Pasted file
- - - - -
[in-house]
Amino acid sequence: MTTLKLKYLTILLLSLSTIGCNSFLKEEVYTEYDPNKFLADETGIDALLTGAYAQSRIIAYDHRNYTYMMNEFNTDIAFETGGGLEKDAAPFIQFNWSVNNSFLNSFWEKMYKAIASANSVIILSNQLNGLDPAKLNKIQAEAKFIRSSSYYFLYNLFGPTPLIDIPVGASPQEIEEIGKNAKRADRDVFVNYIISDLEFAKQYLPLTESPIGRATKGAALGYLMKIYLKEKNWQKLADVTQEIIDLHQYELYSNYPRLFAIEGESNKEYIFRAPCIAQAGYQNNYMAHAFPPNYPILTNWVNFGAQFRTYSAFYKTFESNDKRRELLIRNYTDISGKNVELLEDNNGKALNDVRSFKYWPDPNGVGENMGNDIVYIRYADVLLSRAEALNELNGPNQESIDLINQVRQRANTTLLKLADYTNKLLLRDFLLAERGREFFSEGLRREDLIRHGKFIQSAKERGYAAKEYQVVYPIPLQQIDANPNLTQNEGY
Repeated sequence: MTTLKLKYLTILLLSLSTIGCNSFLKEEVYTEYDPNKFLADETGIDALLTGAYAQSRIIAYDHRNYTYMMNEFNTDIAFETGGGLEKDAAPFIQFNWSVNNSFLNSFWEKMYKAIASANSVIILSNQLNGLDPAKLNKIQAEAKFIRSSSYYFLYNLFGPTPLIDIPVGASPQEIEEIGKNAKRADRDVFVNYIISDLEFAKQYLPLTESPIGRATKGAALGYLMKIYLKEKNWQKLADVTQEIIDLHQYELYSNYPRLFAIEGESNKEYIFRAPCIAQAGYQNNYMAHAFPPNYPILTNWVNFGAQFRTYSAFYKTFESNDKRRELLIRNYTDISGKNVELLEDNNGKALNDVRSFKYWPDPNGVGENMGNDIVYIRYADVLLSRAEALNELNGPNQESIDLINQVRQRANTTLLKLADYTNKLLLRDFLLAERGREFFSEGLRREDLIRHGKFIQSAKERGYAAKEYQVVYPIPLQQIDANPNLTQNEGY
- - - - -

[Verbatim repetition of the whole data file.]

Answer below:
[in-house]
Amino acid sequence: MTTLKLKYLTILLLSLSTIGCNSFLKEEVYTEYDPNKFLADETGIDALLTGAYAQSRIIAYDHRNYTYMMNEFNTDIAFETGGGLEKDAAPFIQFNWSVNNSFLNSFWEKMYKAIASANSVIILSNQLNGLDPAKLNKIQAEAKFIRSSSYYFLYNLFGPTPLIDIPVGASPQEIEEIGKNAKRADRDVFVNYIISDLEFAKQYLPLTESPIGRATKGAALGYLMKIYLKEKNWQKLADVTQEIIDLHQYELYSNYPRLFAIEGESNKEYIFRAPCIAQAGYQNNYMAHAFPPNYPILTNWVNFGAQFRTYSAFYKTFESNDKRRELLIRNYTDISGKNVELLEDNNGKALNDVRSFKYWPDPNGVGENMGNDIVYIRYADVLLSRAEALNELNGPNQESIDLINQVRQRANTTLLKLADYTNKLLLRDFLLAERGREFFSEGLRREDLIRHGKFIQSAKERGYAAKEYQVVYPIPLQQIDANPNLTQNEGY
Repeated sequence: MTTLKLKYLTILLLSLSTIGCNSFLKEEVYTEYDPNKFLADETGIDALLTGAYAQSRIIAYDHRNYTYMMNEFNTDIAFETGGGLEKDAAPFIQFNWSVNNSFLNSFWEKMYKAIASANSVIILSNQLNGLDPAKLNKIQAEAKFIRSSSYYFLYNLFGPTPLIDIPVGASPQEIEEIGKNAKRADRDVFVNYIISDLEFAKQYLPLTESPIGRATKGAALGYLMKIYLKEKNWQKLADVTQEIIDLHQYELYSNYPRLFAIEGESNKEYIFRAPCIAQAGYQNNYMAHAFPPNYPILTNWVNFGAQFRTYSAFYKTFESNDKRRELLIRNYTDISGKNVELLEDNNGKALNDVRSFKYWPDPNGVGENMGNDIVYIRYADVLLSRAEALNELNGPNQESIDLINQVRQRANTTLLKLADYTNKLLLRDFLLAERGREFFSEGLRREDLIRHGKFIQSAKERGYAAKEYQVVYPIPLQQIDANPNLTQNEGY